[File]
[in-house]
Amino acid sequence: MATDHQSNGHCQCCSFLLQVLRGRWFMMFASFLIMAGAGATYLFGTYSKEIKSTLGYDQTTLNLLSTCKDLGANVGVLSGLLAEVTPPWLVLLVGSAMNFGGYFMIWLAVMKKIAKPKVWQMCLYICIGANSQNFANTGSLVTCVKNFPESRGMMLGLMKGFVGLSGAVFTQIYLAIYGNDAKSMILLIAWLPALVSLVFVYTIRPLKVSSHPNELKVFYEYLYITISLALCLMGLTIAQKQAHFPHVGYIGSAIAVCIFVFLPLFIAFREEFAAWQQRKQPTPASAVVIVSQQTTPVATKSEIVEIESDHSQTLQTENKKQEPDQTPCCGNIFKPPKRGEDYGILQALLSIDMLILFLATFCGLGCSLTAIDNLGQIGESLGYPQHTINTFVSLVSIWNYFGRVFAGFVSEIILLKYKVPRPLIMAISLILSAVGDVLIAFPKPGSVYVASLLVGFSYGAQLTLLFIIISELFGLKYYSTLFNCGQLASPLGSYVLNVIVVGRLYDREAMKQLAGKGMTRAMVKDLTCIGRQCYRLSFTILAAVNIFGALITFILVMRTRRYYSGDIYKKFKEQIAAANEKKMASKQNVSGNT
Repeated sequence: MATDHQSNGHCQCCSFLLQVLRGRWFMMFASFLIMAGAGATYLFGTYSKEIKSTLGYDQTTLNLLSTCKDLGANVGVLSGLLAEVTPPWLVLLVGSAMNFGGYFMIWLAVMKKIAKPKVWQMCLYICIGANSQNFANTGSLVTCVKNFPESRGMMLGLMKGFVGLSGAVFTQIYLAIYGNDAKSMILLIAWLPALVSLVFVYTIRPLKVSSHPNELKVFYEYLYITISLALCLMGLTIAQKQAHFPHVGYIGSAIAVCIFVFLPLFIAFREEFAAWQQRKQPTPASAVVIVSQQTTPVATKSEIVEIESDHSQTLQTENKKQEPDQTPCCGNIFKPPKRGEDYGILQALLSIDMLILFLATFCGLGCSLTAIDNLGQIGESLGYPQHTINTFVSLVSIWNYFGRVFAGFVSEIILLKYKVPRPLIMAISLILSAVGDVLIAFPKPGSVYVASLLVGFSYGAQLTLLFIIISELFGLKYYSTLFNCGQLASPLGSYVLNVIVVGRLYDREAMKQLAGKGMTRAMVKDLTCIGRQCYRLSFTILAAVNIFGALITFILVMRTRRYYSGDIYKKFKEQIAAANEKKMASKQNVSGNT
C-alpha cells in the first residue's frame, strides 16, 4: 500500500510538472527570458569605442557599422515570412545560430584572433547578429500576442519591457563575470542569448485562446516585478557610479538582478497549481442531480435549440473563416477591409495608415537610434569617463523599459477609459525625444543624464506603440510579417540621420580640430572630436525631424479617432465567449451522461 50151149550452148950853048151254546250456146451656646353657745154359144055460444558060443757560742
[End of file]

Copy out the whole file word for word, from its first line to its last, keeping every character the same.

[in-house]
Amino acid sequence: MATDHQSNGHCQCCSFLLQVLRGRWFMMFASFLIMAGAGATYLFGTYSKEIKSTLGYDQTTLNLLSTCKDLGANVGVLSGLLAEVTPPWLVLLVGSAMNFGGYFMIWLAVMKKIAKPKVWQMCLYICIGANSQNFANTGSLVTCVKNFPESRGMMLGLMKGFVGLSGAVFTQIYLAIYGNDAKSMILLIAWLPALVSLVFVYTIRPLKVSSHPNELKVFYEYLYITISLALCLMGLTIAQKQAHFPHVGYIGSAIAVCIFVFLPLFIAFREEFAAWQQRKQPTPASAVVIVSQQTTPVATKSEIVEIESDHSQTLQTENKKQEPDQTPCCGNIFKPPKRGEDYGILQALLSIDMLILFLATFCGLGCSLTAIDNLGQIGESLGYPQHTINTFVSLVSIWNYFGRVFAGFVSEIILLKYKVPRPLIMAISLILSAVGDVLIAFPKPGSVYVASLLVGFSYGAQLTLLFIIISELFGLKYYSTLFNCGQLASPLGSYVLNVIVVGRLYDREAMKQLAGKGMTRAMVKDLTCIGRQCYRLSFTILAAVNIFGALITFILVMRTRRYYSGDIYKKFKEQIAAANEKKMASKQNVSGNT
Repeated sequence: MATDHQSNGHCQCCSFLLQVLRGRWFMMFASFLIMAGAGATYLFGTYSKEIKSTLGYDQTTLNLLSTCKDLGANVGVLSGLLAEVTPPWLVLLVGSAMNFGGYFMIWLAVMKKIAKPKVWQMCLYICIGANSQNFANTGSLVTCVKNFPESRGMMLGLMKGFVGLSGAVFTQIYLAIYGNDAKSMILLIAWLPALVSLVFVYTIRPLKVSSHPNELKVFYEYLYITISLALCLMGLTIAQKQAHFPHVGYIGSAIAVCIFVFLPLFIAFREEFAAWQQRKQPTPASAVVIVSQQTTPVATKSEIVEIESDHSQTLQTENKKQEPDQTPCCGNIFKPPKRGEDYGILQALLSIDMLILFLATFCGLGCSLTAIDNLGQIGESLGYPQHTINTFVSLVSIWNYFGRVFAGFVSEIILLKYKVPRPLIMAISLILSAVGDVLIAFPKPGSVYVASLLVGFSYGAQLTLLFIIISELFGLKYYSTLFNCGQLASPLGSYVLNVIVVGRLYDREAMKQLAGKGMTRAMVKDLTCIGRQCYRLSFTILAAVNIFGALITFILVMRTRRYYSGDIYKKFKEQIAAANEKKMASKQNVSGNT
C-alpha cells in the first residue's frame, strides 16, 4: 500500500510538472527570458569605442557599422515570412545560430584572433547578429500576442519591457563575470542569448485562446516585478557610479538582478497549481442531480435549440473563416477591409495608415537610434569617463523599459477609459525625444543624464506603440510579417540621420580640430572630436525631424479617432465567449451522461 50151149550452148950853048151254546250456146451656646353657745154359144055460444558060443757560742